A touching tribute to heroes

Readers are all praise for Budour Al Ali, who paid a tribute to the fallen Emirati soldiers through art. Other topics: speed buffer, cybersquatting, Sharjah museum

Budour Al Ali’s tribute to the fallen Emirati heroes is touching, readers say. Mona Al Marzooqi/ The National
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Art is an appropriate medium for a person to express one's feelings towards the martyrs (Emirati artist pays tribute to UAE's fallen soldiers, October 22). Budour Al Ali's painting will help the coming generation to learn about the sacrifices made by the brave men.

Name withheld by request

Badour Al Ali’s art is very touching. Not only does it show respect, empathy and an understanding of the true sacrifice these brave souls faced for unselfish reasons, but she also gives comfort to the families and friends who are missing their presence in their lives.

She has in a sense immortalised the life that once was. Who they were, and what they did both mattered, and made a positive footprint on the time they were here.

You also expose people who would normally turn a blind eye to world events, casualties, and things they just don’t think will ever touch them and you help them too see that it’s real, and can never be ignored or never touch their lives.

She should consider having a print made and sent to each family of each person who inspired her.

John Saf David, Abu Dhabi

Should we get rid of speed buffer zones?

Speed buffers are not exactly an issue (End the confusion on speed limits, October 23). How about just educating people on driving etiquette, the consequences of speaking on mobile phones while driving, using indicators when changing lanes, the proper way to negotiate roundabouts, proper seat-belt use and so on?

The standard of driving here is very low. Everyone does what they think is right. The speed limit should be the least of anyone’s worries. We need to address the real problems.

John Paravalos, Dubai

There is utter confusion over speed limits. Remove the buffer but leave the limits at 140 kph or 80 kph, or whatever it is, then sign it as such. At present nobody has a clue to what the speed limits are. It’s time to put up signboards clearly mentioning the speed limits.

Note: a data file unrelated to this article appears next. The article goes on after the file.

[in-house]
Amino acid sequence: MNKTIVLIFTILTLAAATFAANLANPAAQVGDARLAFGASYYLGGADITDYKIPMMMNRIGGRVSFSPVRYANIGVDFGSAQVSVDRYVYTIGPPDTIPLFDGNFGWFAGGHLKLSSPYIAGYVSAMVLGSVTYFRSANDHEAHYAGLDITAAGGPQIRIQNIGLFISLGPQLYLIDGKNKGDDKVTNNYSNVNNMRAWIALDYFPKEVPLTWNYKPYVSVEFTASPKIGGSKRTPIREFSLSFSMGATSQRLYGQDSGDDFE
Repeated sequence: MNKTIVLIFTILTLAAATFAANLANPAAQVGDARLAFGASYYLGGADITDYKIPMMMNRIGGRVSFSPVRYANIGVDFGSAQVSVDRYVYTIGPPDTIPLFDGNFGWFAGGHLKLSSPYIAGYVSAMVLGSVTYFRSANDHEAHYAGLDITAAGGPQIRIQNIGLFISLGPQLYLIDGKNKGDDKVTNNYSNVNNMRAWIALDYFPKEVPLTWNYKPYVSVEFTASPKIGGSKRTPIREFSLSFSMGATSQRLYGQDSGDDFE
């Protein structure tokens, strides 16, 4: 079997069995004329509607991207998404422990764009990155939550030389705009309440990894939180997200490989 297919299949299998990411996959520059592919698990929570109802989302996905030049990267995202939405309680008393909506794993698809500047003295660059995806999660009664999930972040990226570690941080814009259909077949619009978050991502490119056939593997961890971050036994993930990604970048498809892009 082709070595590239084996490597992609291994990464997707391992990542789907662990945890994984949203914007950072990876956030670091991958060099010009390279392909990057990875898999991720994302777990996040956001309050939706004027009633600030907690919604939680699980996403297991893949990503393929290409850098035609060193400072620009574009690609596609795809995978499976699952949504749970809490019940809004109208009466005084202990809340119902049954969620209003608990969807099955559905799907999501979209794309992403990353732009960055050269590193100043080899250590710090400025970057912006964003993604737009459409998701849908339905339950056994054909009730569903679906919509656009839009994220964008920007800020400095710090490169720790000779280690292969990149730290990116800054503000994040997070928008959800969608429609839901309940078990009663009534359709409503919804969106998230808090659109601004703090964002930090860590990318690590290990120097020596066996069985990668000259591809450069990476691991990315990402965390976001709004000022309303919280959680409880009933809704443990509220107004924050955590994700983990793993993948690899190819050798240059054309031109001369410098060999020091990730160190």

Phillie Hall, Abu Dhabi

Don’t remove the buffer. Add a couple of lanes like the German autobahn and make qualifying for a licence harder.

Zhann Jochinke, Dubai

I agree with the points made in the editorial. A speed limit is to be respected, and there should be no “grace”.

Urs Stohler, Dubai

How to define cybersquatting

How is any of this "cybersquatting" (Cybersquatting's role in new tech start-ups' bizarre, senseless names, October 18)? Everyone knows by now that domain names are valuable assets. Many have resale value, others have natural traffic that can earn money via PPC, others work well for email or URL shorteners, the rest might be good to hold for future projects. Just because some dreamer fancies himself as a start-up wizard and decides on a great name that he doesn't own doesn't mean that everyone before him that owned any variation of the name is a "cybersquatter".

Get on with the times. Buy a good name in the aftermarket and get moving with your project. Tackle the hurdles that will come with it. Capitalism is not synonymous with “cybersquatting”.

Name withheld by request

Museum in Sharjah a gem

Sharjah's Art Museum is a true gem both in terms of interior design and the quality of the works displayed (Women of the UAE: heritage is her inspiration, October 18). I wish like Dr Mona Al Ali more and more people will be inspired to visit it.

Anne Degiorgis, Sharjah

The museum is wonderful. It is one of those places that truly strives to preserve the country’s culture and history.

Ásyah Elisabeth Mel, Dubai